I also need to write shorter posts. The sun is setting … again?!?! 😮

Starterkit Price Drop, Sales Numbers

On August 16, 2010, in Announcements, Marketing, by Steffen Itterheim

The important bit first: the price of the Line-Drawing Starterkit is back at $179!

The simple reason: customers voted with their wallet, it sold zero units at the $299 price point over the last two weeks while people kept asking me for rebates and price drops. I clearly misjudged the value proposition of the Starterkit and how much potential customers would be willing to spend.

About Thinking, Learning and Knowing

I’m going to be upfront about the sales numbers because I want to be instructive and convey the lesson’s I learned. I also find these numbers posts very intriguing myself. One of the things I love about working under my own terms is that I can choose how transparent you want to be. I feel there’s more to gain from transparency, being open and upfront, and sharing what you know then there is to lose.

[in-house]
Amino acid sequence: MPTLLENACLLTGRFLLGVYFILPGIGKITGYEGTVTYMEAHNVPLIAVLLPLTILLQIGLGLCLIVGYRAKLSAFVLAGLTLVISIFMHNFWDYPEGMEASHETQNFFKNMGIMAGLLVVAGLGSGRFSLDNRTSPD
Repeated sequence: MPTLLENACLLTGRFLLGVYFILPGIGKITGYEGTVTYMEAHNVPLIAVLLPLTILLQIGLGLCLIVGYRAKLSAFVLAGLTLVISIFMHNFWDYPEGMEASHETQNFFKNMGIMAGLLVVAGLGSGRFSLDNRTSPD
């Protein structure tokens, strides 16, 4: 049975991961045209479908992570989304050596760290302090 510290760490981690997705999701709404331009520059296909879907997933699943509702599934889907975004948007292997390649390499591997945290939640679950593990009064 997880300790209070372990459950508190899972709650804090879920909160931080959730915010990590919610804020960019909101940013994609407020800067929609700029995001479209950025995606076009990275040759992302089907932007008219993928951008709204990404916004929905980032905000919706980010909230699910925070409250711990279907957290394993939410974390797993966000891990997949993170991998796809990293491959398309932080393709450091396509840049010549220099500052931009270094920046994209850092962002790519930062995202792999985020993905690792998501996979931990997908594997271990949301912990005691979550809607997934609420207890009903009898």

I’ve actually been told a few times that you can’t sell to cocos2d developers. Which I find astonishing. “I don’t think there are sufficient willing customers” was the one sentence I received in an email which I find most telling. Thinking is not knowing. Thinking is: not knowing! Trying and not succeeding is ok, but thinking and not even trying is not. The former you might regret financially but seldom will you regret having done it. The latter is just being complacent and accepting the status quo, or simply a reluctance of pursuing unconventional business ideas.